Studying implementation is a multidisciplinary exercise requiring careful planning and coordination. This post, the first of several from the Implementation Research Incubator describing the processes and procedures of MDRC’s work, shows how a wide array of staff members contribute to the effort.
A key to interpreting study findings is considering not just the features of a program being tested, but how it differs from business as usual — which may change over the course of the evaluation. The Implementation Research Incubator discusses guidelines for measuring this contrast.
The Experience of a New Program for Young People Involved in the Juvenile Justice System
STRIVE International engaged MDRC to help the organization improve a new program model aimed at increasing educational attainment and employment of young adults involved in the juvenile justice system. This Issue Focus describes the partnership and offers advice to organizations implementing new programs on how to build evidence of effectiveness.
Where Are They Now?
Many young scholars supported by the Gueron Fund Minority Scholars Program have enriched our organization by participating in fellowships and internships at MDRC over the last 10+ years. And they have gone on to do wonderful things in a variety of places (including coming back to work at MDRC!).
The Detroit Promise Path
A student success program for Detroit Promise scholarship recipients combines coaching, a monthly incentive, summer outreach to keep students engaged, and a management information system used to communicate with students and track their progress. This Issue Focus provides more detail about the program model and shares early implementation lessons.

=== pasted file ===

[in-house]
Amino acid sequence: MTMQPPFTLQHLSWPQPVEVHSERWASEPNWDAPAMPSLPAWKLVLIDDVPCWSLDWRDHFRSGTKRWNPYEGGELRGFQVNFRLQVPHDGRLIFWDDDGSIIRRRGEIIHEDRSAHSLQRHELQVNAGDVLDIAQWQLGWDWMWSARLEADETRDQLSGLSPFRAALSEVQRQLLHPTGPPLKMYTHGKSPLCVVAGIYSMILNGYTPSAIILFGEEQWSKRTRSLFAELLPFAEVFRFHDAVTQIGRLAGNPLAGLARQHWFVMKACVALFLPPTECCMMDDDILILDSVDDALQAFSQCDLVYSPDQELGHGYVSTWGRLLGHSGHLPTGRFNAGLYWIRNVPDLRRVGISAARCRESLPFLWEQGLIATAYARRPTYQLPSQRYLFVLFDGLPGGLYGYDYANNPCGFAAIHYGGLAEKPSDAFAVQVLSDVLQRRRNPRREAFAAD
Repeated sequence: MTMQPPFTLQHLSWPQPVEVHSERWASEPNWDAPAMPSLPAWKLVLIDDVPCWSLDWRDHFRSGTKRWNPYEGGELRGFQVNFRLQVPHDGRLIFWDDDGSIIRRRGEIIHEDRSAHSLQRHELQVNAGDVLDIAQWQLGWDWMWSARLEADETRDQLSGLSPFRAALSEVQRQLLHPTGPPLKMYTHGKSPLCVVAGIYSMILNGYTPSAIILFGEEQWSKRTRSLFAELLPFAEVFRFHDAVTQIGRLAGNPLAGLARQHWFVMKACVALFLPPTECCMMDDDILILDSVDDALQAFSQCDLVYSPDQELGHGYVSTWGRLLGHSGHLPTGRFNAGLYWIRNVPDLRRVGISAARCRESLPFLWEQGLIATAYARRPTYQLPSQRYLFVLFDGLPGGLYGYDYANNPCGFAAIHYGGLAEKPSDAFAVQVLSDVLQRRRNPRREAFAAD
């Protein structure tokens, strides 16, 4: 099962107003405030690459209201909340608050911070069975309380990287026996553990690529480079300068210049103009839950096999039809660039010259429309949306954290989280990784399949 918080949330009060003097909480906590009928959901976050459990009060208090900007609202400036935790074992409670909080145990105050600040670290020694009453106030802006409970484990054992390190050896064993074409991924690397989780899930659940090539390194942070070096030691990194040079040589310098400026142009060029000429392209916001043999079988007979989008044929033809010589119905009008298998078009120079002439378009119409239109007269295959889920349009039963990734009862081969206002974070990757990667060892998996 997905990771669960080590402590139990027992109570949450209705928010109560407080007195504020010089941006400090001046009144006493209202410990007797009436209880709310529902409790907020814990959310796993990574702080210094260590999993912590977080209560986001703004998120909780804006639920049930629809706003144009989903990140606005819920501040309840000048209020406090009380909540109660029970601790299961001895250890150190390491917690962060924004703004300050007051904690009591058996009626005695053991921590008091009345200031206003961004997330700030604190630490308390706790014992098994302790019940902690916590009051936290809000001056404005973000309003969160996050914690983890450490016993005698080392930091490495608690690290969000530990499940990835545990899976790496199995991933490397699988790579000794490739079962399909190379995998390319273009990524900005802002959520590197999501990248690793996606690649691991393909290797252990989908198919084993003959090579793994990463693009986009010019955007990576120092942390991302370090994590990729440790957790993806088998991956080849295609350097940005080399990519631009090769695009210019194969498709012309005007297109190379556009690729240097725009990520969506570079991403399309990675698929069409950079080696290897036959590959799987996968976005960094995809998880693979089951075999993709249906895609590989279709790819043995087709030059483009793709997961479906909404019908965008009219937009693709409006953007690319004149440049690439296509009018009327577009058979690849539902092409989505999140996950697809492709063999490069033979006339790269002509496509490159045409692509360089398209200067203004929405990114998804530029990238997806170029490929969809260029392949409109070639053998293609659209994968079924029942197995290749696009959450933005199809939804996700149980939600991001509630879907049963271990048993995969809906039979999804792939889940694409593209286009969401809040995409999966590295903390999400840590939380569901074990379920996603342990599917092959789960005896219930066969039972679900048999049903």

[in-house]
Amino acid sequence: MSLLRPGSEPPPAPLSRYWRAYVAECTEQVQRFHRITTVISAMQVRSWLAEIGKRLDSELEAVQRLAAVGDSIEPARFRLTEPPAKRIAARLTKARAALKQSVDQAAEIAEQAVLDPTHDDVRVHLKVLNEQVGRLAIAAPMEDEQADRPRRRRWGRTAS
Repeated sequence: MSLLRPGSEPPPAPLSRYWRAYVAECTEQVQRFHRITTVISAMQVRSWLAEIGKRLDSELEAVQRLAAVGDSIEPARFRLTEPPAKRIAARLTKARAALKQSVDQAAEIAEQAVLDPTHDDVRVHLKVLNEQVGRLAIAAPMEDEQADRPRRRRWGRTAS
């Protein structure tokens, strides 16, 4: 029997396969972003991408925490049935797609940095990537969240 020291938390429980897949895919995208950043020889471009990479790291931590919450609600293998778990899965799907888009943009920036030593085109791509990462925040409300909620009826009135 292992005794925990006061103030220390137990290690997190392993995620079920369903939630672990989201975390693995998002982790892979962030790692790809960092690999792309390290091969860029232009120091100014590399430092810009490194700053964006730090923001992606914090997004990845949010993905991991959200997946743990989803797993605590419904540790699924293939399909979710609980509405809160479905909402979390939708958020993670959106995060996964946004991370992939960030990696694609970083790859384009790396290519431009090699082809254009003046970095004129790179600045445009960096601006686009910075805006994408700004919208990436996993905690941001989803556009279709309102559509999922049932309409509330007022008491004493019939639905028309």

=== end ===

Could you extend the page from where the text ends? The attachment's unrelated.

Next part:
Many Promise programs — which help local students afford to enroll in college — are looking to add new forms of support to help students address their barriers to college success, but worry about the cost of these new components. MDRC’s College Promise Success Initiative’s Cost Calculator prices out various program designs.
By studying the implementation of an initiative to improve college readiness in rural schools, researchers were able to identify obstacles and help program leaders improve the process. The Implementation Research Incubator explains.
Building Evidence on Employment Strategies for Low-Income Families (BEES) project will evaluate the effectiveness of innovative programs designed to boost employment and earnings among low-income Americans. The goal of the project is to strengthen ACF’s understanding of evidence-supported programs that are effective in improving employment and economic security.
Career pathways programs, which equip high school students with the academic, technical, and “soft” skills they need to succeed, can also help meet local employer demand for skilled workers. This issue focus introduces one such initiative that uses paid internships to help students gain a foothold in a high-wage industry.
The Implementation Research Incubator discusses an innovative approach to pre-K math, in which the researchers used qualitative methods to put the critical elements of a program’s theory of change under a microscope. Their insights may help future adopters of the model better understand these key components.